Turn Beauty Inside Out Conference

On April 18, 2005 I had the privilege to participate in the 2nd annual “Turn Beauty Inside Out” Conference held at the Universal Hilton in Los Angeles.  The purpose of “Turn Beauty Inside Out” (www.tbio.org)  is to “Promote healthy body image and expand the definition of what makes people beautiful!”


“Turn Beauty Inside Out” is sponsored by “Mind on the Media: inspiring independent thinking and fostering critical analysis of media messages.” (For more information visit www.tbio.org or email tbio@mindonthemedia.org).


Actionist Manifesto


Before the panel I was to be part of started*, I sat in on one of the sessions between entertainment and advertising professionals and the young women, mostly adolescents, who were present. At the end they came up with an Actionist Manifesto: a list of what they would like entertainment and advertising executives to do to make better media and what they can do regarding how entertainment media represents girls and young women. Here are the lists, from my notes.


                           The TBIO 2005 Actionist Manifesto


What girls want to see from entertainment and advertising executives:


               Women with clothes on

         Girls wearing age-appropriate clothing

         More ethnic diversity on television and in movies; we want to see ourselves, not only in black and white but with diverse hair types and bodies with different shapes, sizes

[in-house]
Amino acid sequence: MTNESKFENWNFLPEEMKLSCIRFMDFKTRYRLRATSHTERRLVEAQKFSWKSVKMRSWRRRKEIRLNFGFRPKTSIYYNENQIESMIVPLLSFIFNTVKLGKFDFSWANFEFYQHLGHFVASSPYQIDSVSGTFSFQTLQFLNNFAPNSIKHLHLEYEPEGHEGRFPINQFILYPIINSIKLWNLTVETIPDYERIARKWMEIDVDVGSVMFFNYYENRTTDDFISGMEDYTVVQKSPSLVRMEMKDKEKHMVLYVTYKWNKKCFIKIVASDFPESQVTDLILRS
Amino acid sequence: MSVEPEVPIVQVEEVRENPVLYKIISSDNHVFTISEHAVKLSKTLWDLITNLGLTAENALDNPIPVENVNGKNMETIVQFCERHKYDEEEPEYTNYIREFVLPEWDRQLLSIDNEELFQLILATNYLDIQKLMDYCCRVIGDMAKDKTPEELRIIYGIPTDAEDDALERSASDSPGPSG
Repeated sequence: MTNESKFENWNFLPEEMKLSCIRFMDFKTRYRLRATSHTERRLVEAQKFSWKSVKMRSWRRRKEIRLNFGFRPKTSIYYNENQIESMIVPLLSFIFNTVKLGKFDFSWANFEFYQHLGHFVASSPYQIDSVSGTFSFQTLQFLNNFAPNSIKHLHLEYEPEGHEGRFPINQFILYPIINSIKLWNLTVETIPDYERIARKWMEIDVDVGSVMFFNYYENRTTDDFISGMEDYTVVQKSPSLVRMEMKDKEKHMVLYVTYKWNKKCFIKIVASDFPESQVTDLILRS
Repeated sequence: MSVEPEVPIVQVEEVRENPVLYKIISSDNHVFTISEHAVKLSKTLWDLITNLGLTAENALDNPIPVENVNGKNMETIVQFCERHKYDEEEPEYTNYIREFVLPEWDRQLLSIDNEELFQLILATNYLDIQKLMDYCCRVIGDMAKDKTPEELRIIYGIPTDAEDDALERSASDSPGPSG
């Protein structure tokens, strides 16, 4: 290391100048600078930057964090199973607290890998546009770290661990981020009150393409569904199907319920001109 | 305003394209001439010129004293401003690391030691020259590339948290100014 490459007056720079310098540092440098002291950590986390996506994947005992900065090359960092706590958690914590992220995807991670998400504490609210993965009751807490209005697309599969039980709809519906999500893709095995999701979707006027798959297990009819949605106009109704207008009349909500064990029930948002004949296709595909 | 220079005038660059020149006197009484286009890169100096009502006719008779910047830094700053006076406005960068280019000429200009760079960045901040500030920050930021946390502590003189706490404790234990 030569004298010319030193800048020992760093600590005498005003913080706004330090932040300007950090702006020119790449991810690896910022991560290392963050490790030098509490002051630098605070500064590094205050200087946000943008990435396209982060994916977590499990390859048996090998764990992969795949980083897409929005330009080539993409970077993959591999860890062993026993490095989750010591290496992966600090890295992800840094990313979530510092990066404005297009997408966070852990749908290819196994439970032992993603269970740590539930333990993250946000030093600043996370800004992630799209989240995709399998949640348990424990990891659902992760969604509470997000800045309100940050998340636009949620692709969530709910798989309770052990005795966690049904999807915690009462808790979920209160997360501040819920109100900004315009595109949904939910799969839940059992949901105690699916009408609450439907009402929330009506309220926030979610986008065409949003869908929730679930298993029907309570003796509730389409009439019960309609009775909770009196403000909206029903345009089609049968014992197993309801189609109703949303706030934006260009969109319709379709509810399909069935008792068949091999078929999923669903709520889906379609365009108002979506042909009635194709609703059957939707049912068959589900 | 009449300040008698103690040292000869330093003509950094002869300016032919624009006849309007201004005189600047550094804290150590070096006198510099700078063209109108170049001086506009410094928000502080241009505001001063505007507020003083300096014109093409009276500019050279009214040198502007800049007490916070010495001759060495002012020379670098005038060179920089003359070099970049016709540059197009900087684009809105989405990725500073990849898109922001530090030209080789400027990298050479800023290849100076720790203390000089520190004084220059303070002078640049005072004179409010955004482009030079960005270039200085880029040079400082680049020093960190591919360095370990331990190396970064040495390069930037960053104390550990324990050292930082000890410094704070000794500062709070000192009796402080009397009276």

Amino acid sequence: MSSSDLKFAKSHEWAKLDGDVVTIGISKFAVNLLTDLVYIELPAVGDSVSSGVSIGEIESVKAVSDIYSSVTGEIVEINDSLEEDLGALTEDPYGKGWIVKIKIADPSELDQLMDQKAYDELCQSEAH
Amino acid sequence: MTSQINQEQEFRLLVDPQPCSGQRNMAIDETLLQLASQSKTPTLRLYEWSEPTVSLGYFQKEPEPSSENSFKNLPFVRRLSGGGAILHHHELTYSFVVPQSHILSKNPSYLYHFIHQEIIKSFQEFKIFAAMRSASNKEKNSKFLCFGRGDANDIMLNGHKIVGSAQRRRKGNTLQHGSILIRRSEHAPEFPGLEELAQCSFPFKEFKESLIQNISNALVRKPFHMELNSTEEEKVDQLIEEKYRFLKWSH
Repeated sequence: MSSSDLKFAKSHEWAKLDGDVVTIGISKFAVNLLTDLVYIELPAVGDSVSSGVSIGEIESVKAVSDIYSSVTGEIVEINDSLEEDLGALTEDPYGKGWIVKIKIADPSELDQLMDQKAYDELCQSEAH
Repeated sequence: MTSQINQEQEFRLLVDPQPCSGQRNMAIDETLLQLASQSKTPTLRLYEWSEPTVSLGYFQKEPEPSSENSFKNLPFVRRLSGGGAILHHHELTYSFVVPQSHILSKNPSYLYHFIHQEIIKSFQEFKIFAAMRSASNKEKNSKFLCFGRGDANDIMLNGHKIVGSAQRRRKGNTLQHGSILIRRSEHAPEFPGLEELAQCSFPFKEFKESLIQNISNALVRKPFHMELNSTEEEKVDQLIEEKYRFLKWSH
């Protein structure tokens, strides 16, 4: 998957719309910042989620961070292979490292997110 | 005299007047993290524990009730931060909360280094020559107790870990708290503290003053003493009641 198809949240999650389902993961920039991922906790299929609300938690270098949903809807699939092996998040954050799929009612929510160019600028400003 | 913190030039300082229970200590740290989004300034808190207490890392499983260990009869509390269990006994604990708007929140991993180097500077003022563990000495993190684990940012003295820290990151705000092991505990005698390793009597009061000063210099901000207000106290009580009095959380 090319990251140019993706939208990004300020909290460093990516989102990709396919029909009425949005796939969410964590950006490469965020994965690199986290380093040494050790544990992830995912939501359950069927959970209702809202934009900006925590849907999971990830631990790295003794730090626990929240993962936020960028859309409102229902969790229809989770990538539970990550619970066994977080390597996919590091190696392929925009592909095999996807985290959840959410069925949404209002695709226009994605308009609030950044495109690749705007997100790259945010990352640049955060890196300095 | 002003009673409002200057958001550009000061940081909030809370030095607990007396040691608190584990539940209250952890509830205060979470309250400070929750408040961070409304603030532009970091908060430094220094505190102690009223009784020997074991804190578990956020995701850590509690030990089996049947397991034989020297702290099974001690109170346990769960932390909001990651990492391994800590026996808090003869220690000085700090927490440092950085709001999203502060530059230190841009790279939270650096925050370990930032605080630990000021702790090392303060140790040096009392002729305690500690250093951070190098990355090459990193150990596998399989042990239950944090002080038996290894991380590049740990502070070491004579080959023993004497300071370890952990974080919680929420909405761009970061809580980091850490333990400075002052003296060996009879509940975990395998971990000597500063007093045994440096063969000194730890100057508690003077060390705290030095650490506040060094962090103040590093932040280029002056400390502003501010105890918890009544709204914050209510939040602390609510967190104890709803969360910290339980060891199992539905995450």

More athletic women, toned and strong; we are tired of flimsy, stick-figured women and girls

         Women who are not so perfect, like when they wake up from bed; show sweat running from their faces; more realistic images of women and girls

         We are sick of stereotypes; the way it is, if you are black you have to act in a certain way; we don’t want to see black women cursing or acting goofy for no reason

         Different cultures

         Real life

         Women in politics

         Girls doing age-appropriate things; real 15 year-olds for example

         More independent women; non-girly and girls who are courageous, honest and bold, confident and intelligent

         More complex girls who live in real families and respect their parents

         Female characters with personalities we can relate to – with character flaws

         Smart girls who are empowered and can say what they think

         Listen more to your audiences

         Take responsibility for your shows, movies and ads

–    Find stories that are not being told


What girls can do regarding entertainment media and advertising:


         Write to actresses and express likes and dislikes

         Write letters to studios expressing likes and dislikes and why

         Girl-cott a show or a product; find ways to raise our voices and be heard

         Support the shows we like; tell our friends, write letters to actresses, studios, networks

         Log-on and tell executives why we like or don’t like their shows

         Don’t support movies with negative images and messages

         Write or call when we like a movie or show

         Teach others how to respond to entertainment and advertising media

–     Identtify and follow your passion

–     Patronize movies about girls, like Because of Winn-Dixie and Raise Your Voice; shows like Joan of Arcadia that have characters like Grace; a movie like Bend It Like Beckham that shows girls who break the rules, take risks and respect their family.


My remarks for the panel discussion on Media and Social Change can be found at http://www.daughtersofstpaul.com/mediastudies/articles/index.html

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